Councils urge safety changes cover existing buildings too, as Jenrick announces sprinkler review for new highrise homes

THE residents of existing highrise buildings deserve the same protections as those proposed for new blocks of flats, the Local Government Association (LGA) has said.

Lord Porter, the LGA’s building safety spokesperson, has urged ministers to support councils to retrofit sprinkler systems into older highrise residential buildings. He was responding to the Government’s announcement of a consultation on proposals for all newbuild highrises to reduce the height at which such systems become mandatory.

“Residents have a right to be safe and to feel safe in their homes and automatic fire suppression systems, which can include sprinklers, can offer that strong reassurance,” Lord Porter said. “We are pleased the Government has listened to the LGA and fire professionals and plans to lower the height at which sprinklers are required in new buildings.

“Those living in older blocks deserve the same level of protection and the Government also needs to commit to helping councils with the costs of retrofitting sprinklers in older tower blocks, as it has done in respect of remedial work for social housing blocks with flammable cladding.”

Currently, the height at which a sprinkler system must be installed stands at 30 metres (around 10 storeys) and above. The consultation proposes reducing this to 18 metres (approximately six floors) or “other relevant thresholds”.

In a statement to the House of Commons on building safety, housing and communities secretary Robert Jenrick MP told MPs: “Firstly, I am consulting on changes to fire safety regulations for new build blocks of flats. We will seek to commit to requiring sprinkler systems as standard in a wider range of new flats. I am minded to reduce the height at which those sprinklers are required down to 18 metres. I’m open to hearing evidence for other relevant thresholds and I will be led by the evidence wherever that takes us.”

But Labour’s shadow housing secretary, John Healey MP asked: “Why, two years and three months after that terrible Grenfell tragedy, are 324 high rise blocks still cloaked in the same dangerous Grenfell style cladding? And why have 72 private block owners not even got a plan in place to fix the problem?”

In addition to the consultation on sprinkler systems, the Ministry for Housing, Communities & Local Government (MHCLG) also announced the immediate formation of a new Protection Board with the Home Office and National Fire Chiefs Council. This is, the ministry said, intended to provide “further reassurance” to residents of high-risk residential blocks that any risks are identified and acted upon.

Funding of up to £10 million a year will support the board to provide “expert, tailored” building checks and inspections. The Government said that if necessary, the board will inspect all residential buildings in England deemed at high risk by 2021.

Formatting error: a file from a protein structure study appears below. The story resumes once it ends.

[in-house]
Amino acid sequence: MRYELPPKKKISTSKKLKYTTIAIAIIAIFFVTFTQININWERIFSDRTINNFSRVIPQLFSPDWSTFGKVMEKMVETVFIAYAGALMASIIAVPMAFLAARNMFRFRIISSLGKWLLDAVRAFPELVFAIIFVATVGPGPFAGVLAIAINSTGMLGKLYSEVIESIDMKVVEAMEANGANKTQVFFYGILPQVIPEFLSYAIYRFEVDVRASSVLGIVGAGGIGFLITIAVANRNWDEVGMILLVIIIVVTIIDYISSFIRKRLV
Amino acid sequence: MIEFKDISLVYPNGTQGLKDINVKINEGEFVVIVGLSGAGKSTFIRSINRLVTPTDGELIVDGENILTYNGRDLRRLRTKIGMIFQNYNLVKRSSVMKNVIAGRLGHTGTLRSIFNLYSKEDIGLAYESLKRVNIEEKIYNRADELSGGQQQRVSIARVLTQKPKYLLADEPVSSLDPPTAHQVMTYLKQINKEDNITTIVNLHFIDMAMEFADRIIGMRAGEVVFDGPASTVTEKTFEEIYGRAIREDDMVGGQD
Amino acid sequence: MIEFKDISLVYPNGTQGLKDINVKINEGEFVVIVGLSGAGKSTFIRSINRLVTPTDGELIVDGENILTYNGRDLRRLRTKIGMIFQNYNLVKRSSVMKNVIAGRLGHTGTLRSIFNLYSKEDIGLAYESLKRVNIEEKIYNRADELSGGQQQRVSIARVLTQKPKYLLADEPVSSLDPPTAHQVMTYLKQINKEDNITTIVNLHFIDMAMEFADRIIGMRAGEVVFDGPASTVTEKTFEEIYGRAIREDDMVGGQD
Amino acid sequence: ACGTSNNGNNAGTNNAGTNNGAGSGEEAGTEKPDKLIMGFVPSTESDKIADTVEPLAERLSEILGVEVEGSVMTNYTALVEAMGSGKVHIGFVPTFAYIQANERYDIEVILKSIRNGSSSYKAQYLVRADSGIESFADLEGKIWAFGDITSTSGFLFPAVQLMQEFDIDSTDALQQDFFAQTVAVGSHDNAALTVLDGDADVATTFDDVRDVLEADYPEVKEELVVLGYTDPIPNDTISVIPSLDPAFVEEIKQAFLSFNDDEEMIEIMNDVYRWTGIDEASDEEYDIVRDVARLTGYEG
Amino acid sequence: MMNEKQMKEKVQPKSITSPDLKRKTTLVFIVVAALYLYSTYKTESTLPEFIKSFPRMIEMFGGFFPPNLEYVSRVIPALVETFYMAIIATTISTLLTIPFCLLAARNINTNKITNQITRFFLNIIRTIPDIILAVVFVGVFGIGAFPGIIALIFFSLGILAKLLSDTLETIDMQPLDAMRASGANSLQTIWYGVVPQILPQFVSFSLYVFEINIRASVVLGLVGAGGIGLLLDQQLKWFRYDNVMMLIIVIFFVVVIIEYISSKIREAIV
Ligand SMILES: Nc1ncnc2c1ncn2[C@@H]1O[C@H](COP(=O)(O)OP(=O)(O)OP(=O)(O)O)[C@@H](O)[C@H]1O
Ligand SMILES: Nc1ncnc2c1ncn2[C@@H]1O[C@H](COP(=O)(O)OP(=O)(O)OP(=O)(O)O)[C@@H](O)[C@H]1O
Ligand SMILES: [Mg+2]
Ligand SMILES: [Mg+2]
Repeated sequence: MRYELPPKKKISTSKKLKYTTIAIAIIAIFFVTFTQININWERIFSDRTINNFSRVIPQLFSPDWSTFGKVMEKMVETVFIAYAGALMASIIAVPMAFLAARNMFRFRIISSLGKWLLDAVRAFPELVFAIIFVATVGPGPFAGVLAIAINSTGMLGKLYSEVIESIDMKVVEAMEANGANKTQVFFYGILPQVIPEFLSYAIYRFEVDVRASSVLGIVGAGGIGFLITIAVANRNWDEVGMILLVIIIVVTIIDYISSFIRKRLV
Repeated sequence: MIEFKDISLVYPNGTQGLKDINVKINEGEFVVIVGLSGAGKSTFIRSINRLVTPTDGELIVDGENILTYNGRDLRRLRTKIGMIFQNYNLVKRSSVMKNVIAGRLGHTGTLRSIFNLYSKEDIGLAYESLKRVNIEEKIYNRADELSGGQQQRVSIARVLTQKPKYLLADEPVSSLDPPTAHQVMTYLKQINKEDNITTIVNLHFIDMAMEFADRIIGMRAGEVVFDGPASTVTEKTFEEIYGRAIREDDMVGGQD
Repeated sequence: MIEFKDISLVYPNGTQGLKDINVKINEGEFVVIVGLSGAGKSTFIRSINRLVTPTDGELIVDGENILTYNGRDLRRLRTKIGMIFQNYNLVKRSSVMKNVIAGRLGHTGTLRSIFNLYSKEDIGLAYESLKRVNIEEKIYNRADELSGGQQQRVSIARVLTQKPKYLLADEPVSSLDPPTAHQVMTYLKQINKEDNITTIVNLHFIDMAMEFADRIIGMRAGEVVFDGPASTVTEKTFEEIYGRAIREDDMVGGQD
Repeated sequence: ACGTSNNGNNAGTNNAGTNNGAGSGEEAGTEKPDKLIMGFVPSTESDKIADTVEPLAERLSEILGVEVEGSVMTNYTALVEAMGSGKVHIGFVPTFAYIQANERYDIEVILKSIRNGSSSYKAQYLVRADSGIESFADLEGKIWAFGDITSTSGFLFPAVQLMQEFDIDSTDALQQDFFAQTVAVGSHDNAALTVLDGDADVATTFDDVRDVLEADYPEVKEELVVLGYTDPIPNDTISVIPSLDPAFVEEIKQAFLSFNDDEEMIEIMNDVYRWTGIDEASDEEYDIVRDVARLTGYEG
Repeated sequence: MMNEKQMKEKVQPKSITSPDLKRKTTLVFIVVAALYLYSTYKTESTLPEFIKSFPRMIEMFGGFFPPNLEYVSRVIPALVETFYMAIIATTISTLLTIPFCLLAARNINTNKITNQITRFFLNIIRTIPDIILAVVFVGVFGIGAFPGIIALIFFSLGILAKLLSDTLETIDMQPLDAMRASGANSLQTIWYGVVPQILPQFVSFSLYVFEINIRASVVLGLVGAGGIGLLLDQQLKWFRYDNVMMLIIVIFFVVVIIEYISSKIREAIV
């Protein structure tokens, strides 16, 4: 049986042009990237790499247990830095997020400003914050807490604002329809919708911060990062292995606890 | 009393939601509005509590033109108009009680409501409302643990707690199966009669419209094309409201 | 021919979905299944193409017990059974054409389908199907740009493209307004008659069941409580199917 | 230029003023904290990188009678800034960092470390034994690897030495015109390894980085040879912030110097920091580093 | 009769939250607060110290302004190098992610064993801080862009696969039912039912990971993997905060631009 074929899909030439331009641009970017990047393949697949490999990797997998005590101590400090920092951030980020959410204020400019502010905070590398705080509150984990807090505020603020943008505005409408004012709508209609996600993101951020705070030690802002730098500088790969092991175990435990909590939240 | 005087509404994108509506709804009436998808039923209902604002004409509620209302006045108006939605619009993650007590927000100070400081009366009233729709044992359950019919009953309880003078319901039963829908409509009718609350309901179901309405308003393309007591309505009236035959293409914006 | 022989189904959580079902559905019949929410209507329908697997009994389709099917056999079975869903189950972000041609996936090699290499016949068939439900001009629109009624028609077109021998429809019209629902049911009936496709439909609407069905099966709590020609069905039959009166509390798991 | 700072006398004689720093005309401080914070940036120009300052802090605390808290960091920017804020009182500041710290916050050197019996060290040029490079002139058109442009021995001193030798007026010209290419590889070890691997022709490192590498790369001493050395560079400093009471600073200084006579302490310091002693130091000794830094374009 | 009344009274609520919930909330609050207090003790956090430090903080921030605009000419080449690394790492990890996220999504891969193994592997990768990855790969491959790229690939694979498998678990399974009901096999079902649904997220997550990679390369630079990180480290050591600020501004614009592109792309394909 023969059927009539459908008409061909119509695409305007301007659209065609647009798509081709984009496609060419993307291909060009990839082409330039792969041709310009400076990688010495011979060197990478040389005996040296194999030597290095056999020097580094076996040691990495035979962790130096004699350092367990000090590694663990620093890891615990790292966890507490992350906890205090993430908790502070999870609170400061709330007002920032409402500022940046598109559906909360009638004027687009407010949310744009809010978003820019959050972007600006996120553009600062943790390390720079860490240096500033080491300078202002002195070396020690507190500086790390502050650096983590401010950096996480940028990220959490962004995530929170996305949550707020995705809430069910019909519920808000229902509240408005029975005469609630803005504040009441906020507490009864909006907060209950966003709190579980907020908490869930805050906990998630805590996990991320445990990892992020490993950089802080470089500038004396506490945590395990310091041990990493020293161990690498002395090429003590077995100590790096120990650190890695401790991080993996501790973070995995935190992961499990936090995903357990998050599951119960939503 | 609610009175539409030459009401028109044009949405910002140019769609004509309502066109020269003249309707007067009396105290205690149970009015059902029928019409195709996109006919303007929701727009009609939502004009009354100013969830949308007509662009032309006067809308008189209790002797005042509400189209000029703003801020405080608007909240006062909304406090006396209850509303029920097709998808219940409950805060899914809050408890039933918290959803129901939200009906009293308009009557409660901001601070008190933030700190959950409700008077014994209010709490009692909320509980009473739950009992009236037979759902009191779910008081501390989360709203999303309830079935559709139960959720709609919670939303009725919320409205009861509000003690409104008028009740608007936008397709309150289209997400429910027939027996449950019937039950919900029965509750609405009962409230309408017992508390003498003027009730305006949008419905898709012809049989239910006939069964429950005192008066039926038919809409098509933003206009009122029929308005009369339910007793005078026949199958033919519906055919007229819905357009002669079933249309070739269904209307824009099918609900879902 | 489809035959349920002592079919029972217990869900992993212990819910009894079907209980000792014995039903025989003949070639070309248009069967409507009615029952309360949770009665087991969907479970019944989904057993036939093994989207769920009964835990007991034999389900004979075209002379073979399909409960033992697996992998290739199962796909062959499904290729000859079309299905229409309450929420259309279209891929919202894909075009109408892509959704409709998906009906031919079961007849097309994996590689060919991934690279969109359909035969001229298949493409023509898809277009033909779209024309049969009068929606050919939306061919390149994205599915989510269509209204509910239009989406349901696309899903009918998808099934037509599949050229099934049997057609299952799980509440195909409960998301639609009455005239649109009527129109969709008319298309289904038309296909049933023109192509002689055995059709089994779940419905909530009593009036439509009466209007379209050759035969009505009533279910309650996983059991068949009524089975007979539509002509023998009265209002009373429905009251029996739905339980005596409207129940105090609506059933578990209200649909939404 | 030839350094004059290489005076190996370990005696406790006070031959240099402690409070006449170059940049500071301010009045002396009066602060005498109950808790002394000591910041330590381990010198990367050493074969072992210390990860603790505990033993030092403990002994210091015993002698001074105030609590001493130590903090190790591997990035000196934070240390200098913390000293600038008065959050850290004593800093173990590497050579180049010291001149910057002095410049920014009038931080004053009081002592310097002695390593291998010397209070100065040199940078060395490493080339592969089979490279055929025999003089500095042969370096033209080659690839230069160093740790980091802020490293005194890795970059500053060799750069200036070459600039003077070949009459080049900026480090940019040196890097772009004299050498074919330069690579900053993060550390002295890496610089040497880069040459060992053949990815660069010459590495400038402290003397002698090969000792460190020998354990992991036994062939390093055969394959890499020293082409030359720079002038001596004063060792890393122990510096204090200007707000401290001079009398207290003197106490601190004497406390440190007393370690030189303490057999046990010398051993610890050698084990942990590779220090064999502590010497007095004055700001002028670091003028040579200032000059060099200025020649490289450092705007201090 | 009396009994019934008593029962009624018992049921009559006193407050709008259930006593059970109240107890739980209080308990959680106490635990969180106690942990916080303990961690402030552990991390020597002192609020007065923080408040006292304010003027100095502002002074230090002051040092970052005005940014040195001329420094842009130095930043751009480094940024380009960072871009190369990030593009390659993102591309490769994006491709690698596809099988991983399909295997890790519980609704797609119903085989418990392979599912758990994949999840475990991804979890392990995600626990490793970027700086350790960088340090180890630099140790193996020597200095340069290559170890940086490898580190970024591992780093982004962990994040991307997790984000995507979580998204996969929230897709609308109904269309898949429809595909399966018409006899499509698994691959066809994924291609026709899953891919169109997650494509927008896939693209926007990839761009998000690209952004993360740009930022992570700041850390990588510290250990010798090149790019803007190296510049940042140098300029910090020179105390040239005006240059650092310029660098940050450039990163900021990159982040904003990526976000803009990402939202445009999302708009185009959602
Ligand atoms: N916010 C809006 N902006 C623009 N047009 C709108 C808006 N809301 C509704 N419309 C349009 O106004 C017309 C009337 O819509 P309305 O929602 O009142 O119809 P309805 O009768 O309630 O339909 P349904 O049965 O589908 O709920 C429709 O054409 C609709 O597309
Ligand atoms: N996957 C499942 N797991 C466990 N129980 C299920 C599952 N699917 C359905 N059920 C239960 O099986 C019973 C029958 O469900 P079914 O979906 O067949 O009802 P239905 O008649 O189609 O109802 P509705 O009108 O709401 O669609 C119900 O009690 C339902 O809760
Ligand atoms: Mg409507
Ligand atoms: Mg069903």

The board will operate until a new building safety regulator is established to oversee the new regulatory regime for buildings and legislation on a new building safety regime is introduced, the Government said.

It is claimed that the board’s work will ensure building owners are acting on the latest safety advice and keeping residents updated, and that interim measures are in place in all buildings with unsafe aluminium composite material (ACM) cladding.

As of 12 September, the Government is opening the application process for its £200 million fund to accelerate the pace of the removal and replacement of unsafe ACM from privately-owned buildings.

“Residents’ safety is our utmost priority and we are making vital improvements to ensure buildings are safe,” Jenrick said when he announced the measures.

“I have listened to concerns on sprinklers from residents and building owners and our proposals are an important step forward in shaping the future building safety standards.

“The new Protection Board will make sure building owners don’t flout the rules, as well as ensuring fire safety risks in other buildings are being addressed.”

As for the funding to remove unsafe cladding, the secretary of state said that “inaction will have consequences” and that private building owners will be named and shamed.

“There is no excuse for further delay – and for building owners to fail to take action now would be frankly disgraceful,” he added.

The 12-week fire safety consultation on sprinklers and other measures forms part of the first proposed changes to building regulations in England covering fire safety within and around buildings. It runs until 28 November.

Building safety minister Lord Younger said: “I’m determined to ensure buildings across the country are safe for residents and the opening of our private sector fund and commitment to new building safety legislation is an important step in driving that forward. This Government is acting and I’m calling on all building owners and developers to step up and make any changes needed to ensure their buildings are safe.”

Lord Porter added: “Providing councils with £4 million to carry out the vital task of identifying tower blocks with other forms of dangerous cladding is positive. The Government also needs to make sure it fully protects leaseholders living in private buildings from the potentially crippling cost of removing dangerous cladding from their homes.”

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